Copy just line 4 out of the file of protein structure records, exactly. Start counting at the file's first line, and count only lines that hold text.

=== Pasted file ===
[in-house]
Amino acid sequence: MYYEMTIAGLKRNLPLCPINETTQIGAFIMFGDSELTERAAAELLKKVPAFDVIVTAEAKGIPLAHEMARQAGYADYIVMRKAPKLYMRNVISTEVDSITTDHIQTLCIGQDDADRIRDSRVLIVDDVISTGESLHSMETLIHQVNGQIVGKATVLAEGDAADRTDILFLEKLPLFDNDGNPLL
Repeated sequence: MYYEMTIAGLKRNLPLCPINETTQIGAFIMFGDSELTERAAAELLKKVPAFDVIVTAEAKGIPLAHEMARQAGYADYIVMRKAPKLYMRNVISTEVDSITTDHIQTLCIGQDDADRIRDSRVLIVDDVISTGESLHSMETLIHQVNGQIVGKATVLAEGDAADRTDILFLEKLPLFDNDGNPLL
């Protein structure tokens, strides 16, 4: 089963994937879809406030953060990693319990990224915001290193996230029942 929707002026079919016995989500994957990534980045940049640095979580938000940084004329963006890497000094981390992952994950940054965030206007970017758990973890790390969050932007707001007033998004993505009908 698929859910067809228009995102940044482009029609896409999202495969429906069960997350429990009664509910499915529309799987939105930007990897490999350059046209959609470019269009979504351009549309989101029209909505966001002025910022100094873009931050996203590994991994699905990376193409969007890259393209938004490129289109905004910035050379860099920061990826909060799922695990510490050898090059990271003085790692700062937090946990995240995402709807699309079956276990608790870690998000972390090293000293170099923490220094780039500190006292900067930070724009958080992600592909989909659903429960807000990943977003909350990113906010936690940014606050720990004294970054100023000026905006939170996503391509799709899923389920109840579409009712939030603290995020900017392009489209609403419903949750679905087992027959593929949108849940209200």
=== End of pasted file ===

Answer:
């Protein structure tokens, strides 16, 4: 089963994937879809406030953060990693319990990224915001290193996230029942 929707002026079919016995989500994957990534980045940049640095979580938000940084004329963006890497000094981390992952994950940054965030206007970017758990973890790390969050932007707001007033998004993505009908 698929859910067809228009995102940044482009029609896409999202495969429906069960997350429990009664509910499915529309799987939105930007990897490999350059046209959609470019269009979504351009549309989101029209909505966001002025910022100094873009931050996203590994991994699905990376193409969007890259393209938004490129289109905004910035050379860099920061990826909060799922695990510490050898090059990271003085790692700062937090946990995240995402709807699309079956276990608790870690998000972390090293000293170099923490220094780039500190006292900067930070724009958080992600592909989909659903429960807000990943977003909350990113906010936690940014606050720990004294970054100023000026905006939170996503391509799709899923389920109840579409009712939030603290995020900017392009489209609403419903949750679905087992027959593929949108849940209200």